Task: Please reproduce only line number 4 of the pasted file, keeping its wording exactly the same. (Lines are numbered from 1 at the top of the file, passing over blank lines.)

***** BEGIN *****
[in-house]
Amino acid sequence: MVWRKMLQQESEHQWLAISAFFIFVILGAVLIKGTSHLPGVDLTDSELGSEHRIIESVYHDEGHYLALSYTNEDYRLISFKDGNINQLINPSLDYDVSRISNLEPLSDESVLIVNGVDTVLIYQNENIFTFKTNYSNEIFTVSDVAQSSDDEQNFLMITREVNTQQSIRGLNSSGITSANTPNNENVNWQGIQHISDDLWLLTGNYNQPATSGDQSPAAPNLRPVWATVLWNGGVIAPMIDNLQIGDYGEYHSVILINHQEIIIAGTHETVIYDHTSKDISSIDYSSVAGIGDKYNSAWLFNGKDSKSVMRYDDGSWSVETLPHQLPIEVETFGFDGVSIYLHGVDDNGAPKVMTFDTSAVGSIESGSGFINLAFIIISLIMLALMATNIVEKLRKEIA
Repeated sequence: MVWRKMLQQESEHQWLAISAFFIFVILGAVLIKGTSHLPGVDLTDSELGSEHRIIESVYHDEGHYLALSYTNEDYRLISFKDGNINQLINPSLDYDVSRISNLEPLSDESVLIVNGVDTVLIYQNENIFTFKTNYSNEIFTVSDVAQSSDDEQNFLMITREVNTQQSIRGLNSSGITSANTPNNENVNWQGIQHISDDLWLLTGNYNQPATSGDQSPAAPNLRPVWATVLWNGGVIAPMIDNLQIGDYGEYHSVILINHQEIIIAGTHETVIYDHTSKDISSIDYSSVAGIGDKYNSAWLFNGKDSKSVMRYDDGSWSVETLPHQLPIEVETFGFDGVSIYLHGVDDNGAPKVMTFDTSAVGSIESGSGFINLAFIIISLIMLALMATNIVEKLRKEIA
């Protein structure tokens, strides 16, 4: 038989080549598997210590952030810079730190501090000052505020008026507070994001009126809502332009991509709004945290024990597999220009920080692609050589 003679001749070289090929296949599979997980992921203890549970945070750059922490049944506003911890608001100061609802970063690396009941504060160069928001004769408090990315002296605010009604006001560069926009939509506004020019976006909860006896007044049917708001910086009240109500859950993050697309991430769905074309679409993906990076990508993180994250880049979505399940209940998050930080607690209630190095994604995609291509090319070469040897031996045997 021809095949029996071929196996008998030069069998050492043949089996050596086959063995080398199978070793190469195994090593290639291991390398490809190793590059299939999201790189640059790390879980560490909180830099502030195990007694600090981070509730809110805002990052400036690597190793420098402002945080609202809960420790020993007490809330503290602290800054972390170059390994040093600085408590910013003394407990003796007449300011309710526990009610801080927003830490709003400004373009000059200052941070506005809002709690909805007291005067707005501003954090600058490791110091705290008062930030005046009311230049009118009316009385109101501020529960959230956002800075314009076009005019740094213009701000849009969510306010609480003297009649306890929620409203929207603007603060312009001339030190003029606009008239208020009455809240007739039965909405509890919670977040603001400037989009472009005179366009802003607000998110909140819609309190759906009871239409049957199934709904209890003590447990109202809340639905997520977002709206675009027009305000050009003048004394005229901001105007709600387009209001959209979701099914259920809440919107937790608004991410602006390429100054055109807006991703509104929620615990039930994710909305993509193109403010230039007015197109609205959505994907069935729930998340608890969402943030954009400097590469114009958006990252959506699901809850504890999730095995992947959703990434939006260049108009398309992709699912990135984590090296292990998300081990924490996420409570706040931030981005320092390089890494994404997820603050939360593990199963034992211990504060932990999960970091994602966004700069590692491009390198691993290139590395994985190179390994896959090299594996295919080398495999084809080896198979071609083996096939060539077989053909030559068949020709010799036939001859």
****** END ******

């Protein structure tokens, strides 16, 4: 038989080549598997210590952030810079730190501090000052505020008026507070994001009126809502332009991509709004945290024990597999220009920080692609050589 003679001749070289090929296949599979997980992921203890549970945070750059922490049944506003911890608001100061609802970063690396009941504060160069928001004769408090990315002296605010009604006001560069926009939509506004020019976006909860006896007044049917708001910086009240109500859950993050697309991430769905074309679409993906990076990508993180994250880049979505399940209940998050930080607690209630190095994604995609291509090319070469040897031996045997 021809095949029996071929196996008998030069069998050492043949089996050596086959063995080398199978070793190469195994090593290639291991390398490809190793590059299939999201790189640059790390879980560490909180830099502030195990007694600090981070509730809110805002990052400036690597190793420098402002945080609202809960420790020993007490809330503290602290800054972390170059390994040093600085408590910013003394407990003796007449300011309710526990009610801080927003830490709003400004373009000059200052941070506005809002709690909805007291005067707005501003954090600058490791110091705290008062930030005046009311230049009118009316009385109101501020529960959230956002800075314009076009005019740094213009701000849009969510306010609480003297009649306890929620409203929207603007603060312009001339030190003029606009008239208020009455809240007739039965909405509890919670977040603001400037989009472009005179366009802003607000998110909140819609309190759906009871239409049957199934709904209890003590447990109202809340639905997520977002709206675009027009305000050009003048004394005229901001105007709600387009209001959209979701099914259920809440919107937790608004991410602006390429100054055109807006991703509104929620615990039930994710909305993509193109403010230039007015197109609205959505994907069935729930998340608890969402943030954009400097590469114009958006990252959506699901809850504890999730095995992947959703990434939006260049108009398309992709699912990135984590090296292990998300081990924490996420409570706040931030981005320092390089890494994404997820603050939360593990199963034992211990504060932990999960970091994602966004700069590692491009390198691993290139590395994985190179390994896959090299594996295919080398495999084809080896198979071609083996096939060539077989053909030559068949020709010799036939001859």